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A scientist’s opinion : Interview with Martin Emmer about e-Governance

Martin Emmer ESMH scientists opinion e-governance

Interview with Martin Emmer, PI at Weizenbaum Institute for the Networked Society & Einstein Center Digital Future

Could you tell us about the motivation and research objectives for the research project “Digital Citizenship” at the Weizenbaum Institut (please also include the geographical scope of the research)? How likely would you consider the introduction of a “digital citizenship” at the European level?

Martin Emmer: Our understanding of citizenship is not based on a definition that refers to formal membership of a person to a nation or political entity, but more generally on the self-perception of individuals in relation to any nation or entity they may belong to. In geographical terms, we aim to maximize generalizability and therefore are also planning comparative analyses. Our research questions are looking at psychological and sociological phenomena like new attitudes, values and social norms citizens may have developed, given their experience with and with regard to their life in the digital world.

Are citizens, who are living in a highly digitalized environment, more attached to individualistic values than others? Do they feel responsible for maintaining a civil culture of discussion by feeling compelled to contribute and intervene when observing uncivil behavior online? To what degree do they want to be part of the political decision-making process? Is just voting and petitioning enough for them?

Which key advantages as well as challenges are governmental / public administration services facing in the digitalisation of societies more generally?

Martin Emmer: Generally speaking, citizens today can expect a certain quality of digital services by public administrations. But to me, it is important to go a bit deeper: It’s not just about how to optimize online services by the administration, but how to integrate citizens in social and political processes from the very beginning, not just at the “front end”.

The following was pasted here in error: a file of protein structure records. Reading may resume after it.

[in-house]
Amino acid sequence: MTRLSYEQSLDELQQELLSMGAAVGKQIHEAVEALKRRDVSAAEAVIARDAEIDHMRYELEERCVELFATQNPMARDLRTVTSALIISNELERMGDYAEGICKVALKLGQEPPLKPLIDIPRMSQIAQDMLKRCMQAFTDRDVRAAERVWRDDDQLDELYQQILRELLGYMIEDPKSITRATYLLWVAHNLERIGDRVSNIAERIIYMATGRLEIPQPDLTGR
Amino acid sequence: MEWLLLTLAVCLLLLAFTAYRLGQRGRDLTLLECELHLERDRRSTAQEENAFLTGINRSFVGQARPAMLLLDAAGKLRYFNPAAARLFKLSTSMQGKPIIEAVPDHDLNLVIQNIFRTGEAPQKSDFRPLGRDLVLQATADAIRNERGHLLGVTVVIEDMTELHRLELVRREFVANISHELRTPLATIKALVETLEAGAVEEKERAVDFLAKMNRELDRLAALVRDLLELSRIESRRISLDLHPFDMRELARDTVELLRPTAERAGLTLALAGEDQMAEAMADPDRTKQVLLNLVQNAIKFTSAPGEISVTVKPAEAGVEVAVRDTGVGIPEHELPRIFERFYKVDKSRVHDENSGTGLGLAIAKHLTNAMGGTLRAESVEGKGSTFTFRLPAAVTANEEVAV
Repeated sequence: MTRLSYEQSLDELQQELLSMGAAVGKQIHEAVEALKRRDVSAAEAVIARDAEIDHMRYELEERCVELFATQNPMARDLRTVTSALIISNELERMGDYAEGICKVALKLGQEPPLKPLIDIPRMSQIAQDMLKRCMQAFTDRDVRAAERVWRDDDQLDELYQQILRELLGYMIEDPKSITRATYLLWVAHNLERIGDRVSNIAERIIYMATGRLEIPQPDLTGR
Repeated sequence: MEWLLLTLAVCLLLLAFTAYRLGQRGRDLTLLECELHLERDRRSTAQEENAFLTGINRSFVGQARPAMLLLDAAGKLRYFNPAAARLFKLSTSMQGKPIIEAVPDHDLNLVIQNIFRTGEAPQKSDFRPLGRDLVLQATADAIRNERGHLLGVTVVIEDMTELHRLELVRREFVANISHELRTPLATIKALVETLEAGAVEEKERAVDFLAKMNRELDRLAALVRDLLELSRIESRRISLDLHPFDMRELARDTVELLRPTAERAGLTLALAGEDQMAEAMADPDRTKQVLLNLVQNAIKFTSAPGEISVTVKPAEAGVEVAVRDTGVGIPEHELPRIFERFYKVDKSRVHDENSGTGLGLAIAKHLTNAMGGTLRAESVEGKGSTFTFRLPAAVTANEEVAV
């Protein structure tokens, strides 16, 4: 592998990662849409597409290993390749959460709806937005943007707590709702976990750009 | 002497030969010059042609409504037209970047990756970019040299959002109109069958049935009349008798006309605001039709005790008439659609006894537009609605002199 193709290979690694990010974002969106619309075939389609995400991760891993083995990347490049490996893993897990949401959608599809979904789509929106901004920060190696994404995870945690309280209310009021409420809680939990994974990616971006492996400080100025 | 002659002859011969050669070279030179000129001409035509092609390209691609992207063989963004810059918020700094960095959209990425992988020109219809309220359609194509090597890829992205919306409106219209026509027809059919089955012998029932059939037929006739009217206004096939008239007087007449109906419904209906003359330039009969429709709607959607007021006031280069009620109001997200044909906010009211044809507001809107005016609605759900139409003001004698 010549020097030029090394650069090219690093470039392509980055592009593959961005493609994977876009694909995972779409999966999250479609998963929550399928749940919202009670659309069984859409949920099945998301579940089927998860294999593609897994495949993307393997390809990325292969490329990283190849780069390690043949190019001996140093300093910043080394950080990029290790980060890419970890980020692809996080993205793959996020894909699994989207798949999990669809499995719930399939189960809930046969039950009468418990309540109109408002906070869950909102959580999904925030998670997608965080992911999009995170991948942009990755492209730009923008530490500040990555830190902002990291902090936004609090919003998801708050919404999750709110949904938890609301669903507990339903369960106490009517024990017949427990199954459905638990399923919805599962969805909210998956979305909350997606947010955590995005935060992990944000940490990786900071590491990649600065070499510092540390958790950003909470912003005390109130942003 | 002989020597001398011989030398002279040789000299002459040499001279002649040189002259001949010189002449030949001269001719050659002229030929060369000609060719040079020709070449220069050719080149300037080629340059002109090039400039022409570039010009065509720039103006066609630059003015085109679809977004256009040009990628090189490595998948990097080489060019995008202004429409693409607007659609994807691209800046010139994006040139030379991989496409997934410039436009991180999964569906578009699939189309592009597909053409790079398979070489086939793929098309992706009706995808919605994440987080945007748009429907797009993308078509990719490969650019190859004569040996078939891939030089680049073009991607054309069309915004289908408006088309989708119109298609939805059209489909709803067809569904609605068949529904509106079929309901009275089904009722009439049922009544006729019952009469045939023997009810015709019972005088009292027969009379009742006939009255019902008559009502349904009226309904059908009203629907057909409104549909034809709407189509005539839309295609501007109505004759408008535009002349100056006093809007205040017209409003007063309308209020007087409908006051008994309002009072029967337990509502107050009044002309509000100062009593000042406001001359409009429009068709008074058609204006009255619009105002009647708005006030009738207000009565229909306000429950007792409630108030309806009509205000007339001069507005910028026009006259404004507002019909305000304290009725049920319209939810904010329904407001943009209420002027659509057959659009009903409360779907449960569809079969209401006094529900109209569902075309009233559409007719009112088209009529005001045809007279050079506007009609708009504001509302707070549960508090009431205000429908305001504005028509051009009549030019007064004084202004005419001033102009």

Considering your research on digital societies, do you think that public administrations would need to reinforce the process towards a “digital society” (such as digital payments, digital services, training and education)? If yes, which steps would you consider as a priority?

Martin Emmer: I would highly recommend  a broad approach that takes citizens more seriously, accepting them not just as customers or objects of governance on a certain e-government website, but as “citizens” who have the right to be integrated in all relevant processes of a society. To achieve this, the task of actively empowering a society for the digital world should be placed at the top of political agendas (which some European countries have done, others not yet) and to be interconnected with the other grand challenges we are  currently facing.

Estonia introduced a digital residency (e-Residency) as part of building a “digital society” – an advanced step in comparison to other EU countries. How likely would you consider the introduction of a “digital residency/ citizenship” at the European level?

Martin Emmer: I would strongly support such projects – as long as dealing with the risks of abuse of citizen data by illegitimate interests, e.g. by domestic or foreign governments, have the same high priority in the development and implementation processes.

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